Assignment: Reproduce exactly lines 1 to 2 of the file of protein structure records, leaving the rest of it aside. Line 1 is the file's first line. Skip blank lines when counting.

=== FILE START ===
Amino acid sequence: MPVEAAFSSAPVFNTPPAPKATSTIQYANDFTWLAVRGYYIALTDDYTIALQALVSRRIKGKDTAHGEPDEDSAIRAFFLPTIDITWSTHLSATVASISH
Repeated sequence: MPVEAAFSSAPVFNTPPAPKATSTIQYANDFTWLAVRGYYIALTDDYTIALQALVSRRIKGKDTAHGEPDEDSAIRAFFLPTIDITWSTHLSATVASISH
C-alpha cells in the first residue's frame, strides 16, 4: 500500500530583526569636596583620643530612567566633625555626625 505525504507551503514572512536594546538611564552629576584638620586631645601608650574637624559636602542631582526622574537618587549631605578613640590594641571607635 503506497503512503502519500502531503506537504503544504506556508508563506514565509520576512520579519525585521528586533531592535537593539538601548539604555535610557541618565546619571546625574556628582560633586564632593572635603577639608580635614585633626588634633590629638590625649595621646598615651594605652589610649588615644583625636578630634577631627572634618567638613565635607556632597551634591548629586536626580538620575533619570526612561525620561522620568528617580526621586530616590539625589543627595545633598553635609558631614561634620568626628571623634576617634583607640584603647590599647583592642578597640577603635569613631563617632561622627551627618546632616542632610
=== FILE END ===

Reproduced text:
Amino acid sequence: MPVEAAFSSAPVFNTPPAPKATSTIQYANDFTWLAVRGYYIALTDDYTIALQALVSRRIKGKDTAHGEPDEDSAIRAFFLPTIDITWSTHLSATVASISH
Repeated sequence: MPVEAAFSSAPVFNTPPAPKATSTIQYANDFTWLAVRGYYIALTDDYTIALQALVSRRIKGKDTAHGEPDEDSAIRAFFLPTIDITWSTHLSATVASISH